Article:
The Wisdom Pyramid is modeled after the well-known food pyramid. While the food pyramid was developed as a guide for nutritional eating, the wisdom pyramid offers a plan for a “better diet of knowledge and better habits of information intake” (p. 12, cf. p. 17). The food pyramid suggests a balanced diet by dividing all types of food into five classes based on nutritional contributions, organizes them in a pyramid with the more wholesome food groups at the bottom of the pyramid and those of limited or little value at the top. The wisdom pyramid uses the same structure to identify six contributions to our level of thinking, with the most valuable at the base and those of lesser importance toward the top.
Before Brett McCracken, a senior editor for the Gospel Coalition, unveils his pyramid, he spends about a third of the book demonstrating the need for a wisdom plan in our current culture. Among his concerns are:
- A postmodern society (p. 14)
- Mental-health challenges (p. 15)
- Rewiring of our brains due to online intake (p. 70)
- Explosion of information that erodes our ability to distinguish between the trivial and the important (pp. 27-33)
- Silence deficit (pp. 40-44)
The Wisdom Pyramid, therefore “is a plan for stabilizing a sick society by making Christians wiser” (p. 23). With this purpose in mind, McCracken launches into Part Two, detailing six sources of truth. Each source is discussed in a short chapter, beginning with the most important and working up to the most trivial. The bottom two sections of the wisdom pyramid, the Bible and the church, are the only two that are deemed essential (p. 68). Only a hunger for the “honey” of Scripture will keep us from our indulgence on addictive, intellectual junk food, the author maintains (p. 84). But much like food nutrition, we tend to flip the priority and over-consume on intellectual candy. Feeding on the Word and involvement in a church which proclaims a “message that is radically God-centered, not me-centered” (p. 91) is essential to spiritual health.
McCracken places nature third on the wisdom pyramid, pointing out that nature, being God’s creation, reflects God’s truth and ignores postmodern worldviews. Nature does not form to the whims of the post-truth era (p. 101). The author writes, “If I love the Lover, I love what the Lover has made” (p. 114). He believes most people today have a nature deficit disorder (p. 100), and would do well to carve out more time for the outdoors.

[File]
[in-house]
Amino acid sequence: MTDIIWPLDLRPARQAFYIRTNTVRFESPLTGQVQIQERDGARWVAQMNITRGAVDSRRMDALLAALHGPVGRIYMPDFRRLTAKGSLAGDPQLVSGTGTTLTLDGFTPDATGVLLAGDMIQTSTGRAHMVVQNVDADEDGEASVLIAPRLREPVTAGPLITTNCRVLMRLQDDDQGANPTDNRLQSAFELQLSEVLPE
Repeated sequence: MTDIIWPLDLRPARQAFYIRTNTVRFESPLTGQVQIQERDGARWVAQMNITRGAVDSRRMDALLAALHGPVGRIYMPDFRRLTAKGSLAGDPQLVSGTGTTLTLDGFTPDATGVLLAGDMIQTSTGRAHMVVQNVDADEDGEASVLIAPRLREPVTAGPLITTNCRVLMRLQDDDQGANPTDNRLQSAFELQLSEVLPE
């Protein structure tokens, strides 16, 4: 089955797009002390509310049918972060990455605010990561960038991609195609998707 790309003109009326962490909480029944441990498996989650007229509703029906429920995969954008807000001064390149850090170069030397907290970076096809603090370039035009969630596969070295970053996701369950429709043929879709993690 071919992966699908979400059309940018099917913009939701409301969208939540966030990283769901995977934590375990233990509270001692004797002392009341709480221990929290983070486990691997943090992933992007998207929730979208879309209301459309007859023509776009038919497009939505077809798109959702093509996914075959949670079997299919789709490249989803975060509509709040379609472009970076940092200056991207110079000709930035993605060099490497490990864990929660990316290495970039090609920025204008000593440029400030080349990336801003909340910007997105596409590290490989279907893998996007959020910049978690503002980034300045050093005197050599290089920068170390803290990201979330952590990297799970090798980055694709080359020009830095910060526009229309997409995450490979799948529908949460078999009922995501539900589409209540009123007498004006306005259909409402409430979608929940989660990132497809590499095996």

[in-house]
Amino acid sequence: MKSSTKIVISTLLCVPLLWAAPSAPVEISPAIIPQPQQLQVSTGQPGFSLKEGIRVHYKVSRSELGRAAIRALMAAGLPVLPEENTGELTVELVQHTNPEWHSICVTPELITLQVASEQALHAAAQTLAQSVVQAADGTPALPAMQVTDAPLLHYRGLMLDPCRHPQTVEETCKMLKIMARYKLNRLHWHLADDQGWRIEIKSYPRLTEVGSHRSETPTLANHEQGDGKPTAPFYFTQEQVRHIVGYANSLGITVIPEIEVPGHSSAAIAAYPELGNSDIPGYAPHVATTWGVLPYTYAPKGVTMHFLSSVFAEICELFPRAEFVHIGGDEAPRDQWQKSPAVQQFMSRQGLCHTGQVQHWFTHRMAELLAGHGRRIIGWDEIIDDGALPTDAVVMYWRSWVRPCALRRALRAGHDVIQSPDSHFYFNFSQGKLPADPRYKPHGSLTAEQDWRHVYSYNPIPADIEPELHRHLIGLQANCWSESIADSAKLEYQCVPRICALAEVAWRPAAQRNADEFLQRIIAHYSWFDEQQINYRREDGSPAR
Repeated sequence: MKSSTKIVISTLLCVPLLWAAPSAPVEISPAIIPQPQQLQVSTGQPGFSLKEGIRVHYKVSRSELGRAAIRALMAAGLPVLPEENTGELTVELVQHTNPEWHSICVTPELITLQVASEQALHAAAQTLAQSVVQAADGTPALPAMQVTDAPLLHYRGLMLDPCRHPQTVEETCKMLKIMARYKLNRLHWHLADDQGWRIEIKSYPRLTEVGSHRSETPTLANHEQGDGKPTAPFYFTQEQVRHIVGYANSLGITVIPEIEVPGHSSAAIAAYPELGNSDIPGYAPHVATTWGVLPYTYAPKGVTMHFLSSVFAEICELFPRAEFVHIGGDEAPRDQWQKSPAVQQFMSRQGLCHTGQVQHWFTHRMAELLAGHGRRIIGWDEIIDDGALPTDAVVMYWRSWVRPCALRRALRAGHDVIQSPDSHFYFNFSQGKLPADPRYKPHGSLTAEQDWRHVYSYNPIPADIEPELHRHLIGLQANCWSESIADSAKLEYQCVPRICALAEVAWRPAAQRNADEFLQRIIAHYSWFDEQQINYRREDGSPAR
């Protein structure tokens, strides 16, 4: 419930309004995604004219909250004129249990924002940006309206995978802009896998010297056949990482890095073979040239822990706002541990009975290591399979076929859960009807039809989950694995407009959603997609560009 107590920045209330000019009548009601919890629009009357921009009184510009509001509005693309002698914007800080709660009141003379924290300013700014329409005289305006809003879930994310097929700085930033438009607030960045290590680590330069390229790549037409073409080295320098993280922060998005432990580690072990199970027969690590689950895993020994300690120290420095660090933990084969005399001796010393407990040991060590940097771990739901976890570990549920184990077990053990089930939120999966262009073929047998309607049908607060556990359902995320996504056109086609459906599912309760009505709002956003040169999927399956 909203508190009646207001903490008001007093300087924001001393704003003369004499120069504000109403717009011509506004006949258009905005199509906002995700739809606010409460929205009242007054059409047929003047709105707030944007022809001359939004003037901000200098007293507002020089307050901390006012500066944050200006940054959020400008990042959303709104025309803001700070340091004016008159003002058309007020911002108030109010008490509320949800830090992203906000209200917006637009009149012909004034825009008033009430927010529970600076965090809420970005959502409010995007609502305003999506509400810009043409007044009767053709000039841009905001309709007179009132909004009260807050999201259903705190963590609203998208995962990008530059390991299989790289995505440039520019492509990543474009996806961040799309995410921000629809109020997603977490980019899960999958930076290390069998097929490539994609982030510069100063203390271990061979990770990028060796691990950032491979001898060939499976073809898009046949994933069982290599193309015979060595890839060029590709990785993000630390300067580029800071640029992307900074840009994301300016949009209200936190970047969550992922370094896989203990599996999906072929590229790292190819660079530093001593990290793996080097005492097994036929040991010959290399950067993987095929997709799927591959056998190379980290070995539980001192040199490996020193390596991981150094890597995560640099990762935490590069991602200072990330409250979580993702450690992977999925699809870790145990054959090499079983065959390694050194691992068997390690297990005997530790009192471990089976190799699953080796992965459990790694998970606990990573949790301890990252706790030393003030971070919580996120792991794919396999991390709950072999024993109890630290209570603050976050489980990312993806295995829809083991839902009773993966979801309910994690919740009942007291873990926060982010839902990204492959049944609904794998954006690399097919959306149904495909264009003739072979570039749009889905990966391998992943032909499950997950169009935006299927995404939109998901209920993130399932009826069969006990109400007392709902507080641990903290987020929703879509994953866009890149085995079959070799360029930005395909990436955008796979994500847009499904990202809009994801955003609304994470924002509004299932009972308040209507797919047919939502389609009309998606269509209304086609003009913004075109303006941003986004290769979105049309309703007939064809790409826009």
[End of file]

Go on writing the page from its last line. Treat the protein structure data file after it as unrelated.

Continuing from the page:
Books take the fourth spot in the pyramid. McCracken is obviously a lover of books, which connect readers to other people and ideas (p. 118). Recent research suggests that reading books (not merely tweets, articles and blogs) strengthens our brains (pp. 121-123). The author, however, encourages his audience not to read in an echo chamber but rather to read broadly, read old books, read books that challenge and books that one enjoys (pp. 124-127). McCracken goes too far when he offers the trite, unqualified “all truth is God’s truth” maxim (p. 126), but he correctly encourages the reading of books for insight and wisdom.
Beauty, as found in art, music, scenery, food, poetry and more, is next. McCracken delightfully states, “Mankind’s pleasure in poetry and pecan pie cannot be explained by the Darwinian account of human existence” (p. 140). Beauty turns our gaze toward the Creator of beauty.
At the top of the Wisdom Pyramid, and of least value, is the internet and social media (pp. 145-155). Used sparingly these sources are valuable for access to information and as platforms to listen to worthy voices and the consensus of collective wisdom, yet much danger awaits the indiscriminate surfer of the web or the one entrenched in social media. Toward this end, McCracken offers five habits for cultivation wisdom online (pp. 150-154). He suggests that we not abandon these platforms but rather redeem them (p. 154).
The Wisdom Pyramid concludes with a chapter on what wisdom looks like. Two quotes summarize well, not only the final chapter but the thesis of the book: “Our age is unwise in large part because we are going deaf from the cacophony, losing our ability to listen well, if we listen at all” (p. 165). And, “the most important lesson of this book is that in order to understand what wisdom looks like, we have to understand who wisdom looks to, and listens to, and loves” (p. 163).
The Wisdom Pyramid offers much insight for any reader. As an additional bonus, each chapter concludes with three discussion questions which would aid in group study. Highly recommended.
The Wisdom Pyramid, Feeding Your Soul in a Post-Truth World, by Brett McCracken (Wheaton: Crossway, 2021), 188 pp., paper $17.99.
Reviewed by Gary E. Gilley, Pastor-teacher at Southern View Chapel